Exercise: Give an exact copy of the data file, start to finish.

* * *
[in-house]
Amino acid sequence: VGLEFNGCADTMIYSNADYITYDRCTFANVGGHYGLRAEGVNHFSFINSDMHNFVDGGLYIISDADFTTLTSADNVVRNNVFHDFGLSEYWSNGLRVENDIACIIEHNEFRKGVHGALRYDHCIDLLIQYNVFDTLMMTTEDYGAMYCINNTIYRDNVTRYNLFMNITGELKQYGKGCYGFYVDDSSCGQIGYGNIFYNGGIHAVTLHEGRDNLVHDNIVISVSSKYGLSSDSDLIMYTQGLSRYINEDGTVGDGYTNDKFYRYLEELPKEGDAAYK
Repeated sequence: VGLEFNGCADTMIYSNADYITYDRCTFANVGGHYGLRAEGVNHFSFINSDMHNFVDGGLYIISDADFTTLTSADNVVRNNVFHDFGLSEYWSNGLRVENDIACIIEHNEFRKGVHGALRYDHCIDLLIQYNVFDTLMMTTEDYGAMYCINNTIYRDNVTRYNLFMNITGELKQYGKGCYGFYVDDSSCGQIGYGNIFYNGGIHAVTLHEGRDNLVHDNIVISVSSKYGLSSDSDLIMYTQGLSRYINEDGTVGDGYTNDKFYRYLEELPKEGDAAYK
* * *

[in-house]
Amino acid sequence: VGLEFNGCADTMIYSNADYITYDRCTFANVGGHYGLRAEGVNHFSFINSDMHNFVDGGLYIISDADFTTLTSADNVVRNNVFHDFGLSEYWSNGLRVENDIACIIEHNEFRKGVHGALRYDHCIDLLIQYNVFDTLMMTTEDYGAMYCINNTIYRDNVTRYNLFMNITGELKQYGKGCYGFYVDDSSCGQIGYGNIFYNGGIHAVTLHEGRDNLVHDNIVISVSSKYGLSSDSDLIMYTQGLSRYINEDGTVGDGYTNDKFYRYLEELPKEGDAAYK
Repeated sequence: VGLEFNGCADTMIYSNADYITYDRCTFANVGGHYGLRAEGVNHFSFINSDMHNFVDGGLYIISDADFTTLTSADNVVRNNVFHDFGLSEYWSNGLRVENDIACIIEHNEFRKGVHGALRYDHCIDLLIQYNVFDTLMMTTEDYGAMYCINNTIYRDNVTRYNLFMNITGELKQYGKGCYGFYVDDSSCGQIGYGNIFYNGGIHAVTLHEGRDNLVHDNIVISVSSKYGLSSDSDLIMYTQGLSRYINEDGTVGDGYTNDKFYRYLEELPKEGDAAYK